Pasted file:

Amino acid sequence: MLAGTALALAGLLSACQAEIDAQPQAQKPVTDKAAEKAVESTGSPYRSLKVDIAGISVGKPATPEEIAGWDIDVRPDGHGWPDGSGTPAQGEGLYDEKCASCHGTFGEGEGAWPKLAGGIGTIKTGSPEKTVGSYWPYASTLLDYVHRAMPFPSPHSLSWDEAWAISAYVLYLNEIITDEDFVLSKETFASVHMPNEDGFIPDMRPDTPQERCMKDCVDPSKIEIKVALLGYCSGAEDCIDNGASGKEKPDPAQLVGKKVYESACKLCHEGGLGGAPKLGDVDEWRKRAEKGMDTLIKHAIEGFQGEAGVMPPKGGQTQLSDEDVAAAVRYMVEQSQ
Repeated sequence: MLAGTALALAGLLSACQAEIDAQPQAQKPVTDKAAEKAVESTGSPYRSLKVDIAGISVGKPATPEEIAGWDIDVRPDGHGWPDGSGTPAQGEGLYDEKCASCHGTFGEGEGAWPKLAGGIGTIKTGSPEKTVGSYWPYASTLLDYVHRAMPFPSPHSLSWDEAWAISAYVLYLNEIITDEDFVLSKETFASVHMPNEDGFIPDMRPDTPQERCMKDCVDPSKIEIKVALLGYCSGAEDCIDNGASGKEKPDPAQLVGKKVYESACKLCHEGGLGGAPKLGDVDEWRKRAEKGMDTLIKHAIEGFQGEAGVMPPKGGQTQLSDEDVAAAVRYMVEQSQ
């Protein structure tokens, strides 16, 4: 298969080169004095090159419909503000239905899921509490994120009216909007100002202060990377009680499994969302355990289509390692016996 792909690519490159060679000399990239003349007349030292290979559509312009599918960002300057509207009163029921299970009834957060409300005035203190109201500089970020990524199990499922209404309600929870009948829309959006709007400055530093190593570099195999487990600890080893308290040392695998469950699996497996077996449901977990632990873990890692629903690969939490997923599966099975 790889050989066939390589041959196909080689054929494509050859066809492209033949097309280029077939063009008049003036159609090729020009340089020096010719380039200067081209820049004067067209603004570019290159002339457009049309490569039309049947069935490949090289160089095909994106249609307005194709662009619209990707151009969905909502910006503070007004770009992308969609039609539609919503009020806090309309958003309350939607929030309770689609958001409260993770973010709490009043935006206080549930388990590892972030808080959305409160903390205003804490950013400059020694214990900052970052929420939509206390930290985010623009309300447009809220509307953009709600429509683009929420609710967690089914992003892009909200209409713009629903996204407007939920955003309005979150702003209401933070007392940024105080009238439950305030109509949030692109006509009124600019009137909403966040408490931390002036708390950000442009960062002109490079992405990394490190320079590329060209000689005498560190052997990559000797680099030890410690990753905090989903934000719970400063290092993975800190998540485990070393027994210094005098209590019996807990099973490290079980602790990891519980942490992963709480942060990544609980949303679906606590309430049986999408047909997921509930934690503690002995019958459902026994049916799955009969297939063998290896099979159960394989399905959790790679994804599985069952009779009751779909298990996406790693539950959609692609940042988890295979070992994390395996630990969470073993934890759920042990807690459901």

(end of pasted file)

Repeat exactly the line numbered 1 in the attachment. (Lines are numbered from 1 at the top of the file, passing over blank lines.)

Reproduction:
Amino acid sequence: MLAGTALALAGLLSACQAEIDAQPQAQKPVTDKAAEKAVESTGSPYRSLKVDIAGISVGKPATPEEIAGWDIDVRPDGHGWPDGSGTPAQGEGLYDEKCASCHGTFGEGEGAWPKLAGGIGTIKTGSPEKTVGSYWPYASTLLDYVHRAMPFPSPHSLSWDEAWAISAYVLYLNEIITDEDFVLSKETFASVHMPNEDGFIPDMRPDTPQERCMKDCVDPSKIEIKVALLGYCSGAEDCIDNGASGKEKPDPAQLVGKKVYESACKLCHEGGLGGAPKLGDVDEWRKRAEKGMDTLIKHAIEGFQGEAGVMPPKGGQTQLSDEDVAAAVRYMVEQSQ